Thursday, January 29, 2015

Experiencing "Un Poco del Chocó": Introduction

The Chocó Bioregion is a narrow zone of wet rainforest that extends from southern Darien province in Panama to northwestern Ecuador, and is home to a great variety of flora and fauna, many of which are not found anywhere else on the planet.  My friend Rafael Luck and I had the opportunity to make a quick trip to northwestern Ecuador in mid-December in order to experience this special and diverse area.  Our basecamp was "Un Poco del Chocó", a private reserve owned by the German Biologist Nicole Büttner and her Ecuadorian husband Wilfrido (Wilo) Vaca.
Biological Station
There, we settled on a modest but comfortable station in the middle of the forest at 1200 meters above sea level.  We shared the station's common areas with some post-grade students and volunteers from the Netherlands, Switzerland and Germany... and enjoyed the delicious meals prepared by Wilo.  In fact, both Rafael and me are thinking on doing an internship at the station just to learn how to cook! But we were there for the birds... and the list for the reserve is impressive.  Of course, we were after the Banded Ground-Cuckoo, a kind of Holy Grail for the Neotropical twitcher that reappeared at the reserve one month before our visit... well, we do not get it... we got to the reserve just few days late... the antswarm followed by the ground-cuckoo moved to an inaccessible site of the reserve.  However, we had a great time watching other species, both common and localized at the reserve.
Well, Gloriela DID get her Banded Ground-Cuckoo (on her T-shirt)
We spend most of the days walking along the well-marked trails (guided by one of the owners or by Christian Montalvo who is part of the reserve staff) or viewing the birds at the feeders by the station.  The trail system goes all the way from the station at 1200 masl to the Pachijal river, at 950 masl.  Every trail is well marked and identified with a different color.  And the names are quite picturesque too.  Every detail was taken into account ... even the steepest areas had steps and even a ladder to help pass.
And what about the birds?  Well, Ecuador is bird paradise for sure, and although it was not our first visit to the country, we still had many lifers.  Not only Chocó endemics (that will be the subject of another entry), but also more widespread species as well... and some with such fancy names like Ecuadorian Thrush or Guayaquil Woodpecker, for example.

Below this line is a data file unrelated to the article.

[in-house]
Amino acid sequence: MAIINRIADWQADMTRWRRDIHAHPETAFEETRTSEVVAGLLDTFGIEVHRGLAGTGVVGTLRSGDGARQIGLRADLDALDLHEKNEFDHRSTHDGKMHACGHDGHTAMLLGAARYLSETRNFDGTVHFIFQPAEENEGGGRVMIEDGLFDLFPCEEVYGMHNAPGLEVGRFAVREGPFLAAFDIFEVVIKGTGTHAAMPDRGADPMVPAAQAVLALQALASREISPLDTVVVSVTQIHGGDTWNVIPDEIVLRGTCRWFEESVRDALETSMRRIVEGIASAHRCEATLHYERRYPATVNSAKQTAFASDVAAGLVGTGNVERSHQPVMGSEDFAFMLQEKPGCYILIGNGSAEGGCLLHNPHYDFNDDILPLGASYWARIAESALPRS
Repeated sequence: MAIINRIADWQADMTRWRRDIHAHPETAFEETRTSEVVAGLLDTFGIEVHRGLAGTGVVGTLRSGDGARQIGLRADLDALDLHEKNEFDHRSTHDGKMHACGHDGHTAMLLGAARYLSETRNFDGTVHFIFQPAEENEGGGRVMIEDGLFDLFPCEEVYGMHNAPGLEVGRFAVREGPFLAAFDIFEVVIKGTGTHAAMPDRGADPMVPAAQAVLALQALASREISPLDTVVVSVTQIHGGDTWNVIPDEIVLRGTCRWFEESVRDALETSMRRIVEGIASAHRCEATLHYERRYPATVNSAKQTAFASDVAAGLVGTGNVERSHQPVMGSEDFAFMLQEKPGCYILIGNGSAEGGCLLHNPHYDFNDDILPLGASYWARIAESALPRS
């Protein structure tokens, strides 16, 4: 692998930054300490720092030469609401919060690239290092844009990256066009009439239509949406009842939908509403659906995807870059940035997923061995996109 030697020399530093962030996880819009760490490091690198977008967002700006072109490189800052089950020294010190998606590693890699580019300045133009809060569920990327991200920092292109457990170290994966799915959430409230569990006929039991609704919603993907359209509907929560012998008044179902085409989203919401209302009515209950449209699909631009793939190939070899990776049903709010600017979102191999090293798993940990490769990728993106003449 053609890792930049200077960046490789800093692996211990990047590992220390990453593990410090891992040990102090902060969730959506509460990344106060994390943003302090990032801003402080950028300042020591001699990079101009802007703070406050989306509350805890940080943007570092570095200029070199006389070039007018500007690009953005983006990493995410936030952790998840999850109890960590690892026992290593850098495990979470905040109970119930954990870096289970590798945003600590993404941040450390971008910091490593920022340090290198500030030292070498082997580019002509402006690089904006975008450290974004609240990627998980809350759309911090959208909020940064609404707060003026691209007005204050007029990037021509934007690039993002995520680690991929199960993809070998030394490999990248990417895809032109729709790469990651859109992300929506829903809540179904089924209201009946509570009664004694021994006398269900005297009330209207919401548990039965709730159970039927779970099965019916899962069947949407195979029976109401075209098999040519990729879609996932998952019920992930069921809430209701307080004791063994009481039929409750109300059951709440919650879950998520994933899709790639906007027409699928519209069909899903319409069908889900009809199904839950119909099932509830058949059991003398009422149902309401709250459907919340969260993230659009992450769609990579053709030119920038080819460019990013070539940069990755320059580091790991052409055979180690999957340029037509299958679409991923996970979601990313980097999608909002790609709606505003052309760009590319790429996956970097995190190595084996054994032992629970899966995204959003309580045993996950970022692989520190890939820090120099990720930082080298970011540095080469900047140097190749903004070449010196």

Ecuadorian Thrush
Guayaquil Woodpecker
Right at the garden, the flowering Verbenas attracted several species of hummingbirds, including such gems like Green Thorntail and Booted Racket-tails.  You can't get bored of seeing these amazing creatures hovering in front of the delicate flowers!
female Green Thorntail 
male Booted Racket-tail
The altitudinal range covered through the trails contributes to the high variety of bird species possible in and around the reserve, just like the variety of habitats.  For example, Bronze-winged Parrots are very common over both cleared and forested areas, while the White-capped Dippers are found only at the Pachijal river (where we saw a new species for the reserve: Spotted Sandpiper).
Distant Bronze-winged Parrot
Pair of White-capped Dippers
And inside the forest the possibilities are infinite... including crossing an antswarm attended by ground-cuckoos, Esmeraldas, Bicolored and Zeledon's Antbirds, Northern Barred and Plain-brown Woodcreepers, and many more!
male Zeledon's Antbird
Plain-brown Woodcreeper
We spend two and a half days at the reserve and recorded 130 species, including many lifers and special birds.  We dipped on some species, like the Banded Ground-Cuckoo and other Chocó specialties, so we have a good excuse to return!  Thanks to our hosts at Un Poco del Chocó and stay tuned for more photos from our memorable trip.
Christian, Rafael, Wilo and Nicole

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